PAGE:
Still Empire

Lest ye think that the Scene has become baby central, let’s talk about an equally important topic: Star Wars.

At Mother Jones, Kevin Drum has a great post arguing that (audible gasps in the audience) Return of the Jedi is actually the best movie in the original trilogy. (Via Scene alum Peter Suderman )

Drum lists all of the good things that there are in Jedi, and argues that the movie wasn’t ruined by the much-reviled Ewoks because they’re only incidental to the story and are only there for a couple scenes.

I actually agree with much of Drum’s praise for Jedi, which you should definitely read, but I still reach the same conclusion as most fans: Empire is still the best movie in the trilogy.

Before I explain why, I first need to settle some scores.

Firstly, I’ve never been that pissed off about the Ewoks. It’s probably because I watched the third movie as a kid, not a teenager. Sure, they’re manipulatively cute, and they’re there to sell action figures to kids, but should they really send people into fits of conniption? Everything in Star Wars is there to sell merch (that was Lucas’ business genius): lightsabers, X-wings, Vader’s helmet, yet we adore those iconic things. Disney’s business is based on merch, and that doesn’t mean The Lion King and Toy Story aren’t great movies.

The Ewoks are also there to provide comic relief, which annoys some people, but that’s also what R2 and 3PO do, and people seem to love those fine, too.

It should be noted that the Ewoks also serve as a powerful symbol: the idea that it’s the Hidden Forces in the universe that rise up to defeat the Empire. Those small, backward furballs are dismissed by the almighty empire, but the grain of sand in the gears stops the machines. That’s something to like.

Don’t get me wrong: I’m no fan of the Ewoks. But I don’t think they’re awful either.

Secondly, I’ve always been left cold by one of the most-mooted arguments for Empire: that it’s the “darkest” episode in the trilogy. Yes. So what? Does a movie have to be “dark” to be good? Since when is that a criterion? If you’re older than 16, that shouldn’t figure in your calculations.

Ok, with all that said, and with Drum’s praise for Jedi endorsed, why is Empire still the best movie?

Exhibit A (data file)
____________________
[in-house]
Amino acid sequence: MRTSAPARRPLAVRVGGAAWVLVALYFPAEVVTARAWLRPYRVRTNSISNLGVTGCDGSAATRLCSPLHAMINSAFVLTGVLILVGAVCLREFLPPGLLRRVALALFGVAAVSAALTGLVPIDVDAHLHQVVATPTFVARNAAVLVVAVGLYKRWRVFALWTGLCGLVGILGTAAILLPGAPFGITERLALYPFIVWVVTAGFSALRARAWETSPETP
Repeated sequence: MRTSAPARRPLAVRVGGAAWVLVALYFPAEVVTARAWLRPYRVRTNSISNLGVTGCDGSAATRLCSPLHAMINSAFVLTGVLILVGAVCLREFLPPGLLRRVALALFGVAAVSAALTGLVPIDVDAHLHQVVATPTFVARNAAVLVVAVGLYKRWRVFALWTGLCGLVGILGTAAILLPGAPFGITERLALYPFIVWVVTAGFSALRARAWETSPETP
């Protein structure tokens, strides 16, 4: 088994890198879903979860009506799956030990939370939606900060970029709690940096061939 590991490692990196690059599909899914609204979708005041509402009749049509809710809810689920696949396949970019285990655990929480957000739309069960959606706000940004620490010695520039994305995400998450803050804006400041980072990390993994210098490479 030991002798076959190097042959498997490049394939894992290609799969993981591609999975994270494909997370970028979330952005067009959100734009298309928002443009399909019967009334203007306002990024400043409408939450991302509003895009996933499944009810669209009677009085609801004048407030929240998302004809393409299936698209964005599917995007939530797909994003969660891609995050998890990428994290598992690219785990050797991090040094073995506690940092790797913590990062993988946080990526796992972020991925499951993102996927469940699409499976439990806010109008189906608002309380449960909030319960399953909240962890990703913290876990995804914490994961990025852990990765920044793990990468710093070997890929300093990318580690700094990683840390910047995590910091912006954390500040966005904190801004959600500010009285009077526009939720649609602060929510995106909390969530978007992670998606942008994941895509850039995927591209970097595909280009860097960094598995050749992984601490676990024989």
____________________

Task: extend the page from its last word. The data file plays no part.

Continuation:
It’s because it’s the movie where the characters are at their most raw, and where the characters undergo the most change.

At the end of the first movie, none of the characters is radically changed. Luke reaches a huge milestone, because uses the Force, but at the end of the movie he is still an idealistic boy who wants to be a fighter for Justice and the American Way like his father. Han leans to his good side but is still a mercenary rogue at heart. Leia is still a virginal princess who cares only about abstract principle. Vader is still a complete villain.

And during the third movie, with the crucial exception of Vader, every character knows what they have to do. Luke is a world-wise Jedi with scars, literal and otherwise—he has big doubts and big problems, but he is still fundamentally the same person at the beginning of the movie and the end. Han has gone through his transformation from fundamentally selfish to fundamentally selfless, through both his love for Leia and his dedication to a greater ideal. Leia, who was fundamentally a girl in the first movie—virginal and almost fanatically principled—has become a woman, fighting for love as well as abstract ideals.

During the course of Empire, though, every character is thrown through the wringer, salt poured through the still-live scars of their conscience. And as the result they are all fundamentally changed. Luke, obviously, wracked between loyalty to his friends and his desire to train as a Jedi, between the Light Side and the Dark Side. Han and Leia also have to rethink everything: they each have to overcome their fear of love and redefine their life. Even secondary characters: Lando confronts the consequences of his cowardice, and 3PO, who was only a bumbling comic-relief fool, gains a measure of agency.

Between the beginning and the end of Empire, each character has gone through that radical transformation, for the protagonists an entry to adulthood. Luke goes from teenager to man, scars and all. Leia goes from girl to woman. Han also definitively sheds what remained fundamentally a teenage outlook—self-centered, aimlessly rebellious. Even Vader is different at the end of the movie, the seeds of doubt sown by Luke’s stunning rejection.

It’s Screenwriting 101 to say that in your movie your protagonists much reach resolution and that a movie worth watching is one where the protagonist goes through some form of resolution and even redemption. While there are elements of that in each movie (Obi-Wan, Luke in the first; Vader, crucially, in the third, and also Luke), it is in Empire that each character is thrown into the starkest relief, made to confront the biggest choices (again, with the exception of Vader), and reach the most consequential resolution.

So while I agree with all the great things Drum has to say about Jedi, the strength of the character arcs, not “darkness” or Ewoks, is why Empire is still the best movie in the trilogy.